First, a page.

The wife of a helicopter pilot who died in Antarctica last year after being left for hours in a crevasse has praised her husband’s bravery while criticising the “inefficiency of the system” responsible for his rescue.
David Wood, 62, died in January 2016 during a routine trip to a fuel dump in Antarctica’s western ice shelf.
An inquest into his death has opened in Canberra and is considering whether delays in his rescue contributed to his death.
The court heard the accident happened after Mr Wood stepped out of the aircraft.
He called out to the other pilot to get help, and was left alone while his colleague flew back to Australia’s Davis station to get a rescue team.
The court heard Mr Wood was in the crevasse for about four hours.
The inquiry will also look at the adequacy of his clothing, policies for rescue arrangements and leaving a person needing rescue on their own.
Mr Wood’s wife Mary MacDonald told the court her husband had been uninjured in the fall, and would have been calculating the time it would have taken for rescuers to arrive.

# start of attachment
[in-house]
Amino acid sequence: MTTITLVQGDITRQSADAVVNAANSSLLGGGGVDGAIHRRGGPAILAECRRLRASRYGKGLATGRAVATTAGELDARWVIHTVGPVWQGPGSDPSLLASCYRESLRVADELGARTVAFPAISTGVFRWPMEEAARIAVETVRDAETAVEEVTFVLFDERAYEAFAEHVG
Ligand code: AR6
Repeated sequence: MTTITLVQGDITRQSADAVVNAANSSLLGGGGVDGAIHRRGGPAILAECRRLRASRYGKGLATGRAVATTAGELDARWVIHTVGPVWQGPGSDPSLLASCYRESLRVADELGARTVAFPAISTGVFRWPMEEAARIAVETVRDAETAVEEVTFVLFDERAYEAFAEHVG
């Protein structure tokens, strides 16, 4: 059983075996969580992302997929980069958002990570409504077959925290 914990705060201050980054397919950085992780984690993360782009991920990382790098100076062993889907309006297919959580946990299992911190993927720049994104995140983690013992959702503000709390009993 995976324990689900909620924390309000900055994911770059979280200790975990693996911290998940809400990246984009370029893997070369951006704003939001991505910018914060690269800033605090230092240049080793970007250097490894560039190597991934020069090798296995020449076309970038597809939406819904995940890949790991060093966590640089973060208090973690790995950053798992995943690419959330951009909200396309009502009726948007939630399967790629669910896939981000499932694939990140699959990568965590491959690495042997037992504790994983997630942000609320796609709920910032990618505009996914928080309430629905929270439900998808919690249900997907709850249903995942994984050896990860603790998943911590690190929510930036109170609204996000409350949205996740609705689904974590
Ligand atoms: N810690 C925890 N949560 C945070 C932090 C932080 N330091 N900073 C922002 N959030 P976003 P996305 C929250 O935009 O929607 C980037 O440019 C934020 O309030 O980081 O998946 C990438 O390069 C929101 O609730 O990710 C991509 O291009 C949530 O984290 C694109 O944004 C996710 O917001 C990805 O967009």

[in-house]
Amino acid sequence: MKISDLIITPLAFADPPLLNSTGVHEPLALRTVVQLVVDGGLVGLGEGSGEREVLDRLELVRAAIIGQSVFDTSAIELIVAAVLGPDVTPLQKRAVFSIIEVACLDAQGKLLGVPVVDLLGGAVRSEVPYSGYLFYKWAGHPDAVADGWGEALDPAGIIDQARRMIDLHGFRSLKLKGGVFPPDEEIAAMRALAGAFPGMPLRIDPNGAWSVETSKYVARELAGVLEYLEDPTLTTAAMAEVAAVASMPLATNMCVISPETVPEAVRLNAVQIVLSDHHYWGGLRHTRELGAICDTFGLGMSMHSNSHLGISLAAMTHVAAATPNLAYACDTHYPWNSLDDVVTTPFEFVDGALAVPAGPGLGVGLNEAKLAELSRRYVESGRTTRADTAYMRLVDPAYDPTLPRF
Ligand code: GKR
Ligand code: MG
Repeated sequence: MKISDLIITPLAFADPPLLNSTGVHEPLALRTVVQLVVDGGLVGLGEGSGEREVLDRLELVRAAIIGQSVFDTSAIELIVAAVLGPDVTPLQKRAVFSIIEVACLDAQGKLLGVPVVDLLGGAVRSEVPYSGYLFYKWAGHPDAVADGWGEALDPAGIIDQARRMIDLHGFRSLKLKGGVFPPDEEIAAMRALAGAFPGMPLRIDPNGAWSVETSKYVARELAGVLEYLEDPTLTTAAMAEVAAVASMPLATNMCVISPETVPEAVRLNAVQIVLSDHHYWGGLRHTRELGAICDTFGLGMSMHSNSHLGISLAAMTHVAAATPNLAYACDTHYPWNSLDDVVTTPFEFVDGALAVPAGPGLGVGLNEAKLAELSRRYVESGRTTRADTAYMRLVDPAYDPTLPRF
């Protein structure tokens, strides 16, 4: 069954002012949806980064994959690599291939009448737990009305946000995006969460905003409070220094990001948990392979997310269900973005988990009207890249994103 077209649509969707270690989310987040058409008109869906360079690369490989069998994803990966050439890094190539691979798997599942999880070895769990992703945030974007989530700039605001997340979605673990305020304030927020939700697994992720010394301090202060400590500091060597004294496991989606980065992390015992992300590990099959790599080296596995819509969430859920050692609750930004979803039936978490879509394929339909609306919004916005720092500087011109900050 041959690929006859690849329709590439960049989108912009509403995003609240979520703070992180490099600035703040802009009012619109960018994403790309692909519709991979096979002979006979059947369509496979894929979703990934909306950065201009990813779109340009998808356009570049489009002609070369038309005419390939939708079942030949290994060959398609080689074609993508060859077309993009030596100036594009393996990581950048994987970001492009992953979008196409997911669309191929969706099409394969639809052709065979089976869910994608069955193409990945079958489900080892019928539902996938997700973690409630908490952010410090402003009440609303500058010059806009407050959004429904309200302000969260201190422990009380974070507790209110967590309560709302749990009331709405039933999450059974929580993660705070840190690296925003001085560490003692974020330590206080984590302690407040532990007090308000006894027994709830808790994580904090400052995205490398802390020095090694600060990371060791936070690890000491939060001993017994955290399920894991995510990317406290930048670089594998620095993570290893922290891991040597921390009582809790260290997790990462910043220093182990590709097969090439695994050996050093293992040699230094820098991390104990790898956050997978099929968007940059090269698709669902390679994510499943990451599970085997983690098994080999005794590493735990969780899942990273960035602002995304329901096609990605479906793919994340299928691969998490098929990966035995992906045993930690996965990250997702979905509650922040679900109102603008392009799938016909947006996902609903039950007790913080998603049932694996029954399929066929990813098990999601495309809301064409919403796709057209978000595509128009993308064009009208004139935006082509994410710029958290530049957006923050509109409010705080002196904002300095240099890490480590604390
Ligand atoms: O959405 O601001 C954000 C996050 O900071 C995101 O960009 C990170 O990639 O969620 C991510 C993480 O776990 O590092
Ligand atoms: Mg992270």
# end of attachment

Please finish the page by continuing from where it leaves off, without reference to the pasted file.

“He knew he was in good shape for a timely rescue,” she said.
“He was the bravest, most physically tough person I have ever known and when he fell in that crevasse he became braver still.
“But unbeknownst to David and me, the inefficiency of the system pushed him deeper into that crevasse.”
The inquest heard that when rescuers arrived Mr Wood was able to talk to them, but later lost consciousness.
He died the next day at the base.
Ms MacDonald told the court it was to be her husband’s last trip as he had saved enough money for their children to go to university and for the pair to retire.
“The way forward is blocked without the truth,” she said.
“If there’s change for the better because of this death then that’s a good thing.”
The inquest will view footage of the accident collected from the helicopters, and hear from those who made crucial decisions on the day.